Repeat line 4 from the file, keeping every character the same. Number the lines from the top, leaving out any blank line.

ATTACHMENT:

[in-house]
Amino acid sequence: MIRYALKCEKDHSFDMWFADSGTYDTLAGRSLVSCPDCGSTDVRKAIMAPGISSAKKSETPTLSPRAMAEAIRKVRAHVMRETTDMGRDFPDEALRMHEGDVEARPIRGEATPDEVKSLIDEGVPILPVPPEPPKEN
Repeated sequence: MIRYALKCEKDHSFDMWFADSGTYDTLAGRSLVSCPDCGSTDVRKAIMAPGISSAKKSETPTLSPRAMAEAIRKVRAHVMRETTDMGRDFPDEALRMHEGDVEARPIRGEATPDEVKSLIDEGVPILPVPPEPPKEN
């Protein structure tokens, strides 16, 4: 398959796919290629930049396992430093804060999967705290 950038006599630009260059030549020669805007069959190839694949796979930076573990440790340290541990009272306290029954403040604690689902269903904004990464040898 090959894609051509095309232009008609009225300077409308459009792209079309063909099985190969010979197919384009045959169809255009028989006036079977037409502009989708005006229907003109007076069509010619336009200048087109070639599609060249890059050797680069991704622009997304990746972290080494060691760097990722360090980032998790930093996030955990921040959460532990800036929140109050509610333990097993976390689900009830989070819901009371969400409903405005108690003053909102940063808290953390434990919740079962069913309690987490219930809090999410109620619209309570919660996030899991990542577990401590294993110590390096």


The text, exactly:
């Protein structure tokens, strides 16, 4: 398959796919290629930049396992430093804060999967705290 950038006599630009260059030549020669805007069959190839694949796979930076573990440790340290541990009272306290029954403040604690689902269903904004990464040898 090959894609051509095309232009008609009225300077409308459009792209079309063909099985190969010979197919384009045959169809255009028989006036079977037409502009989708005006229907003109007076069509010619336009200048087109070639599609060249890059050797680069991704622009997304990746972290080494060691760097990722360090980032998790930093996030955990921040959460532990800036929140109050509610333990097993976390689900009830989070819901009371969400409903405005108690003053909102940063808290953390434990919740079962069913309690987490219930809090999410109620619209309570919660996030899991990542577990401590294993110590390096």